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Old 07-07-2005, 07:29 PM
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Annular boosters - the real deal or marketing hype?

I recently read an article in Car Craft magazine about the comparison between annular boosters and downleg boosters in Demon carburetors.

Apparently, annular boosters generate a higher signal strength than the downleg boosters, allowing the use of larger carburetors and/or larger cams while still retaining good metering stability. This higher signal strength however requires smaller jetting than an otherwise identical downleg booster carb.

Annular boosters promote better atomization of fuel because they have many holes for the fuel to flow from, rather than just one big one like in the downleg boosters. This promotes better throttle response, fuel economy, and much better mixture distribution, especially at lower engine speeds.

The main tradeoff with annular boosters is that they are a bigger obstruction to airflow than the downleg boosters, thus lowering the effective cfm of the carb, all other variables being equal.

So, taking this load of information into a test of a hopped up LS1 with two 750 demon test units, Car Craft found that the downleg booster carb flowed an average of 19 cfm more throughout the RPM range, and as much as 65 cfm on the top end. However, the annular booster made an average of 7 more HP and 20 more ft-lbs, and as much as 96 more ft-lbs at 1800 RPM, even though it flowed less air. Their explanation was that the better quality mixture from the annular boosters accounted for the huge power increases. Keep in mind they tested a 500+ HP engine at wide open throttle from 1800 RPM up to 6700 RPM.

While this information gets me wide-eyed about annular boosters, I know better than to take results from a magazine at face value, for obvious reasons.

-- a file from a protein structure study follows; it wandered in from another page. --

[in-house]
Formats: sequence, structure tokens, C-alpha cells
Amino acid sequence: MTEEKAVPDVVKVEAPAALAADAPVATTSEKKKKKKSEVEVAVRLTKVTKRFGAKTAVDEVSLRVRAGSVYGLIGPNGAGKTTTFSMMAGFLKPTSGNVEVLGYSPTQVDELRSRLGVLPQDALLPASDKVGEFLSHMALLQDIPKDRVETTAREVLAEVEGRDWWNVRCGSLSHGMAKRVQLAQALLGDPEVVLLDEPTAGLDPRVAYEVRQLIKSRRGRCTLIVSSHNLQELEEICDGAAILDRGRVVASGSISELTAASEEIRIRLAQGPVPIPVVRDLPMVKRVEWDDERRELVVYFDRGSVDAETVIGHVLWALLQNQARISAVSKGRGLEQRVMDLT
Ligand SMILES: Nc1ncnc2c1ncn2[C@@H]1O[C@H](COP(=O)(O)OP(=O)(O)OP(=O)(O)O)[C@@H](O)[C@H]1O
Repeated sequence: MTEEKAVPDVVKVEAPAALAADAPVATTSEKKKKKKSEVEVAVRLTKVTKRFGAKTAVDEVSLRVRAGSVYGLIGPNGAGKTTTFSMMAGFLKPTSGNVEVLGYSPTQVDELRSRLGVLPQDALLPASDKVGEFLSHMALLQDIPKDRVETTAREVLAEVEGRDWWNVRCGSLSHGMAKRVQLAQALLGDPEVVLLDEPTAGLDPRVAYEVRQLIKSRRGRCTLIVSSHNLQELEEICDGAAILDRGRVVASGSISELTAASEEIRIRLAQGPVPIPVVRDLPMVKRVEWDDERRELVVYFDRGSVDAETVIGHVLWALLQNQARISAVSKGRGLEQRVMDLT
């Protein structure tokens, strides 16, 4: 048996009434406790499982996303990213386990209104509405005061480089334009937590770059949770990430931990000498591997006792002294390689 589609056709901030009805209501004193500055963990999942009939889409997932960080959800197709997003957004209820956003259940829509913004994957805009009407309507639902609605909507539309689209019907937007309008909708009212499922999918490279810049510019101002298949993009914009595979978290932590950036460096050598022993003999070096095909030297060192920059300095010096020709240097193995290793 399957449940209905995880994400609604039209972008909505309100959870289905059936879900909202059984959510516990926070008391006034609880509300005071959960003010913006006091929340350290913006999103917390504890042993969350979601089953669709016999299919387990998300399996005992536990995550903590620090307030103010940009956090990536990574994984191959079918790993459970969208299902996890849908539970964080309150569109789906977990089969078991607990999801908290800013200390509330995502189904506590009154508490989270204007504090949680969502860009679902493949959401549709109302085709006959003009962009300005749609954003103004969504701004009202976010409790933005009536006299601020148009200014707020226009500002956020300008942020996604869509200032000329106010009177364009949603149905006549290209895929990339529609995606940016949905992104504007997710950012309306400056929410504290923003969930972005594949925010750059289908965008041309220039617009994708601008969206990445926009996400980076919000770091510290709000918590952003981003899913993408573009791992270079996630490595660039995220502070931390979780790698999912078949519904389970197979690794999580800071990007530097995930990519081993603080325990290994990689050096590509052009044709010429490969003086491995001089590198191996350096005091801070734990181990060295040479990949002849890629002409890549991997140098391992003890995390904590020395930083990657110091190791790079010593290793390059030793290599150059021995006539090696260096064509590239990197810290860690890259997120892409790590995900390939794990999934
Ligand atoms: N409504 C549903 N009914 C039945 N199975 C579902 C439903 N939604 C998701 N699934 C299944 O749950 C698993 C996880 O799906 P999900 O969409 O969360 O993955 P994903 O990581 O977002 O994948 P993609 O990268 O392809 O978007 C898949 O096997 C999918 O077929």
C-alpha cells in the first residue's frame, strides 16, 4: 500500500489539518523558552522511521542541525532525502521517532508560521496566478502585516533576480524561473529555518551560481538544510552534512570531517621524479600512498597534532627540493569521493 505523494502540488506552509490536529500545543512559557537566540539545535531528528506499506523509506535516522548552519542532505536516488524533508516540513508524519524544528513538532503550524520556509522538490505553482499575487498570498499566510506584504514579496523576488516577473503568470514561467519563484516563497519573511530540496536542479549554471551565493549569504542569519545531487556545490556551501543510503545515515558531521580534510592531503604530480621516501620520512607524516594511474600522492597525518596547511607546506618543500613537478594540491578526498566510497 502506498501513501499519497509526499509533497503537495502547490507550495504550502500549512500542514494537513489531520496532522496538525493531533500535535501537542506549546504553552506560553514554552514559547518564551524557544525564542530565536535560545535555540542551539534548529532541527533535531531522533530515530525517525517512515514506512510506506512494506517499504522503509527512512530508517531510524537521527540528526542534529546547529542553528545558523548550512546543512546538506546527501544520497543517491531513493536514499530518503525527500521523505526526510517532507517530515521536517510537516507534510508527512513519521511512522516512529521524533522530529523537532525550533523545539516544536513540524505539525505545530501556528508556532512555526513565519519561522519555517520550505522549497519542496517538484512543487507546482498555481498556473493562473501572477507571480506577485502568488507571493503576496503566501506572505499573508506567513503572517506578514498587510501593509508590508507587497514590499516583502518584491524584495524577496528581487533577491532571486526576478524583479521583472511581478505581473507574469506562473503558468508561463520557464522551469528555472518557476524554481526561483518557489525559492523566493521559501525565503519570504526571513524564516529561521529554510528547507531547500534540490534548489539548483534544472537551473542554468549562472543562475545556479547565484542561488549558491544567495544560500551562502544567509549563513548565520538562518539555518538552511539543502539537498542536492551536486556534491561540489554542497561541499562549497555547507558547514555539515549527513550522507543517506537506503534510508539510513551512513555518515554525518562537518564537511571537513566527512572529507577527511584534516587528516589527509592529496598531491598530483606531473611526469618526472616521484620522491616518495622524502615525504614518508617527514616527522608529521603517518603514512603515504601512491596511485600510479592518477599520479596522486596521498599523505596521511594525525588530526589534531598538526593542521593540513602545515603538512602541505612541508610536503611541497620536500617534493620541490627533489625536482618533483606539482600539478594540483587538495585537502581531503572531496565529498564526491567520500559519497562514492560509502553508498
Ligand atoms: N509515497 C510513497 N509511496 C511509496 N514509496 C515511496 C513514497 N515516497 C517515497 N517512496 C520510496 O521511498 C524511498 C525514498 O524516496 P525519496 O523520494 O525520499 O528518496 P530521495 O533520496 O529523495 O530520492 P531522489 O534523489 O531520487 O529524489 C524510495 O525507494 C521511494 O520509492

I thought I would summon the wisdom of this forum to validate the findings of this article. If anyone can vouch for the improved performance of annular boosters from their own experience, please share it with us.

I welcome your thoughts....
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Old 07-07-2005, 08:01 PM
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My personal experience was improved response guaranteed and possibly decreased top end. I'm not sure about the top end fall off, if it was there at all it was well worth the trade, and I'm a RPM type of person.

If Ford did 2 things right, this style of booster was one of them.
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Old 07-07-2005, 08:44 PM
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no hype, it's true
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Old 07-07-2005, 08:50 PM
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Annular boosters

The smallest Holley with annular boosters is the 750 cfm. So its not really suitable for any street car less than a 383. They are designed to work with single plane manifolds such as the Torker II or the Victor Jr. They are not recommemded for the Perf, Perf/RPM, or RPM Airgap.
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Old 07-07-2005, 10:43 PM
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Quote:
Originally Posted by bracketeer
The smallest Holley with annular boosters is the 750 cfm. So its not really suitable for any street car less than a 383. They are designed to work with single plane manifolds such as the Torker II or the Victor Jr. They are not recommemded for the Perf, Perf/RPM, or RPM Airgap.
Hmmm... could you please explain why they are not suitable for the dual plane intakes? I never realized this before...

I was also under the impression it is acceptable to move up one size of carb when you go to annular boosters, is this true?
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Old 07-07-2005, 11:20 PM
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no expert in that area

The info I gave you was what Holley tech line told me when I was hunting down a carb for my new 400sb.
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Old 07-08-2005, 10:38 AM
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Annular Vs. Downleg Boosters.